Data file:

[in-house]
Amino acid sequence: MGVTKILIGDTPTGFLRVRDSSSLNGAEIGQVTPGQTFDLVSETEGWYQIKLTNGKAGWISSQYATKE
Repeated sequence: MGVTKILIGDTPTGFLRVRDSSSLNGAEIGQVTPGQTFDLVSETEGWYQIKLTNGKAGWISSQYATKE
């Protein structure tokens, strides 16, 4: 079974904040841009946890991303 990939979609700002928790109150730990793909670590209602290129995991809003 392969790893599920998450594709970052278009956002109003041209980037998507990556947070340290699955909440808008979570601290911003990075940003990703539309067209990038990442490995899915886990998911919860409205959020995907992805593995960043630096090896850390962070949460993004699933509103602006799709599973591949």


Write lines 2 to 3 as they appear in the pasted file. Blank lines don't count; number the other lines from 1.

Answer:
Amino acid sequence: MGVTKILIGDTPTGFLRVRDSSSLNGAEIGQVTPGQTFDLVSETEGWYQIKLTNGKAGWISSQYATKE
Repeated sequence: MGVTKILIGDTPTGFLRVRDSSSLNGAEIGQVTPGQTFDLVSETEGWYQIKLTNGKAGWISSQYATKE